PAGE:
The decline and fall of academic standards

Thomas Lifson
Dr. Karla Holloway carries two lofty titles at Duke University: William R. Kenan Jr., Professor of English and Professor of Law. She is so upset with the university's re-admission of two indicted lacrosse players that she has resigned in protest from a "diversity committee" the university put in place following the incident.

One would think the good doctor would have some familiarity with the presumption of innocence for those accused of crimes and would use language with some precision. Yet according to an article in the Diverseeduation.com website:
"The decision by the university to readmit the students, especially just before a critical judicial decision on the case, is a clear use of corporate power, and a breach, I think, of ethical citizenship," says Dr. Karla Holloway, the William R. Kenan Jr., Professor of English and Professor of Law at Duke. "I could no longer work in good faith with this breach of common trust."
Corporate power?

Perhaps Duke, like Harvard, calls itself a corporation. Corporations do have the ability to take actions concerning their operations. Duh. Or does the erudite master of two disciplines mean that big business is somehow pulling the strings? What the reasoning here would be is unclear. Most big corporations enthusiastically sign on to the entire diversity agenda, and many have, for instance, filed briefs in support of affirmative action discrimination, as in the Grutter case at the University of Michigan.

Ethical citizenship? Is it ethical to punish people for crimes they have not been proven to have committed?

Frankly, I have to wonder about the intelligence of the distinguished scholar. Perhaps the doctor is only inadequately quoted by the diversity mavens of the website. But based on what they published. She sounds rather incoherent. She also sounds like a wounded bully:

"The public support [the administration] has extended to these students has been absent in regard to faculty who have been under constant and often vicious attack," she wrote.
Like most bullies, she can dish it out but she can't take it.

Hasn't the dual professor been getting her salary checks? That qualifies as support in my book. Reversing an unjust punishment is less support than never having been punished and continuing to get paid.

Meanwhile, the university has been pandering to her interest group. In October
the board of trustees elevated the Black studies program to a department. While the program already offered undergraduate and graduate degrees, trustees said at the time that the promotion reflected Duke's "commitment" to its Black students.
If Dr. Holloway really wants to protest the situation at Duke, she should resign her professorships. By leaving the diversity committee she harms her own cause, and gains free time. Where is the bite in that? I hope she does leaves the university, which clearly does not deserve her services.

Hat tip: John Kinsellagh
Dr. Karla Holloway carries two lofty titles at Duke University: William R. Kenan Jr., Professor of English and Professor of Law. She is so upset with the university's re-admission of two indicted lacrosse players that she has resigned in protest from a "diversity committee" the university put in place following the incident.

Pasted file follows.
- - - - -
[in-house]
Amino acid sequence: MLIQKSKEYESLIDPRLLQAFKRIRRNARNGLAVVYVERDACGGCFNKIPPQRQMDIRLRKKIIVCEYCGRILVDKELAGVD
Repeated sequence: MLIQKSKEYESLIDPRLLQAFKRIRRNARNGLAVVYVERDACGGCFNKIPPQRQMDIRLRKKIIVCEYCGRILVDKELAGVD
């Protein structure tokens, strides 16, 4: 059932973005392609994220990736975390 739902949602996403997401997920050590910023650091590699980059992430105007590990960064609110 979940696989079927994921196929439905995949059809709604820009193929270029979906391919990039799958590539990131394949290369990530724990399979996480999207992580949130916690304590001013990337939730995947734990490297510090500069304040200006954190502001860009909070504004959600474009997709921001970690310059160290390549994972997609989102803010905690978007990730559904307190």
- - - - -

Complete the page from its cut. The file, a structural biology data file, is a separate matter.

One would think the good doctor would have some familiarity with the presumption of innocence for those accused of crimes and would use language with some precision. Yet according to an article in the Diverseeduation.com website:
"The decision by the university to readmit the students, especially just before a critical judicial decision on the case, is a clear use of corporate power, and a breach, I think, of ethical citizenship," says Dr. Karla Holloway, the William R. Kenan Jr., Professor of English and Professor of Law at Duke. "I could no longer work in good faith with this breach of common trust."
Corporate power?

Perhaps Duke, like Harvard, calls itself a corporation. Corporations do have the ability to take actions concerning their operations. Duh. Or does the erudite master of two disciplines mean that big business is somehow pulling the strings? What the reasoning here would be is unclear. Most big corporations enthusiastically sign on to the entire diversity agenda, and many have, for instance, filed briefs in support of affirmative action discrimination, as in the Grutter case at the University of Michigan.

Ethical citizenship? Is it ethical to punish people for crimes they have not been proven to have committed?

Frankly, I have to wonder about the intelligence of the distinguished scholar. Perhaps the doctor is only inadequately quoted by the diversity mavens of the website. But based on what they published. She sounds rather incoherent. She also sounds like a wounded bully:

"The public support [the administration] has extended to these students has been absent in regard to faculty who have been under constant and often vicious attack," she wrote.
Like most bullies, she can dish it out but she can't take it.

Hasn't the dual professor been getting her salary checks? That qualifies as support in my book. Reversing an unjust punishment is less support than never having been punished and continuing to get paid.

Meanwhile, the university has been pandering to her interest group. In October
the board of trustees elevated the Black studies program to a department. While the program already offered undergraduate and graduate degrees, trustees said at the time that the promotion reflected Duke's "commitment" to its Black students.
If Dr. Holloway really wants to protest the situation at Duke, she should resign her professorships. By leaving the diversity committee she harms her own cause, and gains free time. Where is the bite in that? I hope she does leaves the university, which clearly does not deserve her services.

Hat tip: John Kinsellagh